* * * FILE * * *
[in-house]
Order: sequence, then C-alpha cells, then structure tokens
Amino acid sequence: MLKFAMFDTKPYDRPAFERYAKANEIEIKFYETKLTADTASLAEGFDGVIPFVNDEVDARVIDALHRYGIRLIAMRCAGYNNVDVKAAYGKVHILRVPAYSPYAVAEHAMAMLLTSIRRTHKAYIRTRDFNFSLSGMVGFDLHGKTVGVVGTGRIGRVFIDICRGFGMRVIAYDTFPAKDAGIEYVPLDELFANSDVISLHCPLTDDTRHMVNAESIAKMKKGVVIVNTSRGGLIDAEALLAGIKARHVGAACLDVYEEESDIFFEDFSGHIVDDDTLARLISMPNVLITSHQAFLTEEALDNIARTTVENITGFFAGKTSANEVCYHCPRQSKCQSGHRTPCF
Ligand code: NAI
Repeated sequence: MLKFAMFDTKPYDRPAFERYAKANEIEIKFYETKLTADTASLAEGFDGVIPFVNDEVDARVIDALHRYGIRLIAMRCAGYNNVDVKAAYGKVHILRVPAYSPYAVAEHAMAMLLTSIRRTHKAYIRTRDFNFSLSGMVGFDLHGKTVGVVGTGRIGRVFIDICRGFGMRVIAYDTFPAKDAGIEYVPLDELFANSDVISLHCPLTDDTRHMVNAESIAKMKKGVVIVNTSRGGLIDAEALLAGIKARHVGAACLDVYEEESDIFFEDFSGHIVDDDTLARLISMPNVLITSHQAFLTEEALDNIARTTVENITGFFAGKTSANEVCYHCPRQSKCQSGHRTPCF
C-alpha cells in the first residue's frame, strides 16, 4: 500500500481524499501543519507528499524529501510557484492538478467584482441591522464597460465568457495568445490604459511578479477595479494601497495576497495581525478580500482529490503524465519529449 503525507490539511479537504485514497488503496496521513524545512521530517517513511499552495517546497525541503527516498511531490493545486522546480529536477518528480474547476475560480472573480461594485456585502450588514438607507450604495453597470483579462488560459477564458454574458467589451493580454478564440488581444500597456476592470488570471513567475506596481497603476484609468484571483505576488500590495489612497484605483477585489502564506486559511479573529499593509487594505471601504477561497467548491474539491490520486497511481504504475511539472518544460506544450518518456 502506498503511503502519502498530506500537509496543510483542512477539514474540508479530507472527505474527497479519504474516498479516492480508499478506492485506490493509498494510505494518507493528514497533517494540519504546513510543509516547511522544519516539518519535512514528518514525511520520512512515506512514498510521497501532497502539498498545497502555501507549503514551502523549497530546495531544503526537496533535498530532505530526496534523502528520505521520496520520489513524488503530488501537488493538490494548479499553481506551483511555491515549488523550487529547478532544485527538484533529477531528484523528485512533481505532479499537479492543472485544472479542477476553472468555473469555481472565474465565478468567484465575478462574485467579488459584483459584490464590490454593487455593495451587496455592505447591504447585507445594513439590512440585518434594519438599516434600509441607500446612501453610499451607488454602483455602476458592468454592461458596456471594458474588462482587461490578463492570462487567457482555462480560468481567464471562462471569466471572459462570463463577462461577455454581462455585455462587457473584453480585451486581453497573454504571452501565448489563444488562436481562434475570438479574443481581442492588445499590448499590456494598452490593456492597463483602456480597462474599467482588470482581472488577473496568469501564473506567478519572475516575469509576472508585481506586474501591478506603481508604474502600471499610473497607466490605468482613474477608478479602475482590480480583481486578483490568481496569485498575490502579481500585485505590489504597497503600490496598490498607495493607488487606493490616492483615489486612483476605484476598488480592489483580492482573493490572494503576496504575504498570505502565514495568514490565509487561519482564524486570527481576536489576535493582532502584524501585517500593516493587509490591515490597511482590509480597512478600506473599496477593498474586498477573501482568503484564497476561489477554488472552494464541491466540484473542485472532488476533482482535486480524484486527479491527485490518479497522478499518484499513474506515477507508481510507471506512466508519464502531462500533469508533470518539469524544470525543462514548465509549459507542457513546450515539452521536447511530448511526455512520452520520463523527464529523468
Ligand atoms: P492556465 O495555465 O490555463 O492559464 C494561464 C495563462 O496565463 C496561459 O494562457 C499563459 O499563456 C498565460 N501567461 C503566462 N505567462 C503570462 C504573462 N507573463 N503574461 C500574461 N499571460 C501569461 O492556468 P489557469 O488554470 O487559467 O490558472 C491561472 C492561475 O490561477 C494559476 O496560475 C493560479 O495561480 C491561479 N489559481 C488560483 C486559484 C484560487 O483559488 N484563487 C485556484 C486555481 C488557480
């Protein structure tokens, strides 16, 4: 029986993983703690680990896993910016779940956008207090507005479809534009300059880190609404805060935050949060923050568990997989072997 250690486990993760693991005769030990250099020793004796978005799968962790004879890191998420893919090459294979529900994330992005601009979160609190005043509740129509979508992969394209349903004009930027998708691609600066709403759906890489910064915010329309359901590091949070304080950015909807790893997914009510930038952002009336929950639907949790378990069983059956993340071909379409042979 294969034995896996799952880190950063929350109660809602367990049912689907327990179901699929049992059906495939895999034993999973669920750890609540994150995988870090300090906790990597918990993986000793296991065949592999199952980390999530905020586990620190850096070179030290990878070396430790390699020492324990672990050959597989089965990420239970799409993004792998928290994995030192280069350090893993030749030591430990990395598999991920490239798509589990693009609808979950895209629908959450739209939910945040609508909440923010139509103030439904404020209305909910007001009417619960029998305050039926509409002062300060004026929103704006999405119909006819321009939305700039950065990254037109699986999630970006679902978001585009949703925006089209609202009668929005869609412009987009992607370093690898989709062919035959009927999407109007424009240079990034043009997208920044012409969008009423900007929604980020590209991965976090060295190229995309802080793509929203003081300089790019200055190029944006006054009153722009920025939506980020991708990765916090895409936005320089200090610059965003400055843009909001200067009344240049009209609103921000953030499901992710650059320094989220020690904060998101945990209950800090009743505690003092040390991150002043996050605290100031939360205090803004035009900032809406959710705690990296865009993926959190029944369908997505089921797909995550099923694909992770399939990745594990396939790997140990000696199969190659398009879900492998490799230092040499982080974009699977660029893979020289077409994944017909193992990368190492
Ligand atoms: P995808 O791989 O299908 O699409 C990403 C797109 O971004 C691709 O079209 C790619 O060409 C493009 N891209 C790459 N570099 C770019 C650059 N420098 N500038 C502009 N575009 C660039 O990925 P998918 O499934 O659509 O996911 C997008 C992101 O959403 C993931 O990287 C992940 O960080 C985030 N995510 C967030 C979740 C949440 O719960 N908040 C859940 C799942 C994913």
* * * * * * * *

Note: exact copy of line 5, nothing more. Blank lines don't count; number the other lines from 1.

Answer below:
Repeated sequence: MLKFAMFDTKPYDRPAFERYAKANEIEIKFYETKLTADTASLAEGFDGVIPFVNDEVDARVIDALHRYGIRLIAMRCAGYNNVDVKAAYGKVHILRVPAYSPYAVAEHAMAMLLTSIRRTHKAYIRTRDFNFSLSGMVGFDLHGKTVGVVGTGRIGRVFIDICRGFGMRVIAYDTFPAKDAGIEYVPLDELFANSDVISLHCPLTDDTRHMVNAESIAKMKKGVVIVNTSRGGLIDAEALLAGIKARHVGAACLDVYEEESDIFFEDFSGHIVDDDTLARLISMPNVLITSHQAFLTEEALDNIARTTVENITGFFAGKTSANEVCYHCPRQSKCQSGHRTPCF